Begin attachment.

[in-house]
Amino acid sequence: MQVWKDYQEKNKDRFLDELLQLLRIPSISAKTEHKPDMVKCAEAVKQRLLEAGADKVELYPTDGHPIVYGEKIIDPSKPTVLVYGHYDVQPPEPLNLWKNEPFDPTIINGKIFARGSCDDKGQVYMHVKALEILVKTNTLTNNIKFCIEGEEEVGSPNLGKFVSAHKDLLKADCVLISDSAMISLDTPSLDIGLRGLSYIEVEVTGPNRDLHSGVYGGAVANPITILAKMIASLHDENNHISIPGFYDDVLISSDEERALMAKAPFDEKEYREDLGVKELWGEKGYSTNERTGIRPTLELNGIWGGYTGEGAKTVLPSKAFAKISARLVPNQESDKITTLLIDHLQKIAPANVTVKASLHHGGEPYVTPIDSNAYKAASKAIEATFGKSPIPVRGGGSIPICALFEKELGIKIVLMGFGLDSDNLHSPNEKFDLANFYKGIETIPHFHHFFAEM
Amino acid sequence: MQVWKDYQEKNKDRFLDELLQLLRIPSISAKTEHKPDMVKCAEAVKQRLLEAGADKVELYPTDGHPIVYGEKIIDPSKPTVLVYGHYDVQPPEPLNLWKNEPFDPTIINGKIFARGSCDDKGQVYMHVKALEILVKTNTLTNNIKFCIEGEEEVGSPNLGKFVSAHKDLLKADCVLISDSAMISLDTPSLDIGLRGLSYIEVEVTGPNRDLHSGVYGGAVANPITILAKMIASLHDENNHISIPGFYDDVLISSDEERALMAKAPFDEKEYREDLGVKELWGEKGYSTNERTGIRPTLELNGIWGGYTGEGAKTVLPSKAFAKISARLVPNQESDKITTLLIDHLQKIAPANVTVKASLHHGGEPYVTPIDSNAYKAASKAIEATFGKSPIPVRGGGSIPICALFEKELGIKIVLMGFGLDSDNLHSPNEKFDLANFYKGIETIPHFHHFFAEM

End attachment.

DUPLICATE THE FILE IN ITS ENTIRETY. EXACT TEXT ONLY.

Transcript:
[in-house]
Amino acid sequence: MQVWKDYQEKNKDRFLDELLQLLRIPSISAKTEHKPDMVKCAEAVKQRLLEAGADKVELYPTDGHPIVYGEKIIDPSKPTVLVYGHYDVQPPEPLNLWKNEPFDPTIINGKIFARGSCDDKGQVYMHVKALEILVKTNTLTNNIKFCIEGEEEVGSPNLGKFVSAHKDLLKADCVLISDSAMISLDTPSLDIGLRGLSYIEVEVTGPNRDLHSGVYGGAVANPITILAKMIASLHDENNHISIPGFYDDVLISSDEERALMAKAPFDEKEYREDLGVKELWGEKGYSTNERTGIRPTLELNGIWGGYTGEGAKTVLPSKAFAKISARLVPNQESDKITTLLIDHLQKIAPANVTVKASLHHGGEPYVTPIDSNAYKAASKAIEATFGKSPIPVRGGGSIPICALFEKELGIKIVLMGFGLDSDNLHSPNEKFDLANFYKGIETIPHFHHFFAEM
Amino acid sequence: MQVWKDYQEKNKDRFLDELLQLLRIPSISAKTEHKPDMVKCAEAVKQRLLEAGADKVELYPTDGHPIVYGEKIIDPSKPTVLVYGHYDVQPPEPLNLWKNEPFDPTIINGKIFARGSCDDKGQVYMHVKALEILVKTNTLTNNIKFCIEGEEEVGSPNLGKFVSAHKDLLKADCVLISDSAMISLDTPSLDIGLRGLSYIEVEVTGPNRDLHSGVYGGAVANPITILAKMIASLHDENNHISIPGFYDDVLISSDEERALMAKAPFDEKEYREDLGVKELWGEKGYSTNERTGIRPTLELNGIWGGYTGEGAKTVLPSKAFAKISARLVPNQESDKITTLLIDHLQKIAPANVTVKASLHHGGEPYVTPIDSNAYKAASKAIEATFGKSPIPVRGGGSIPICALFEKELGIKIVLMGFGLDSDNLHSPNEKFDLANFYKGIETIPHFHHFFAEM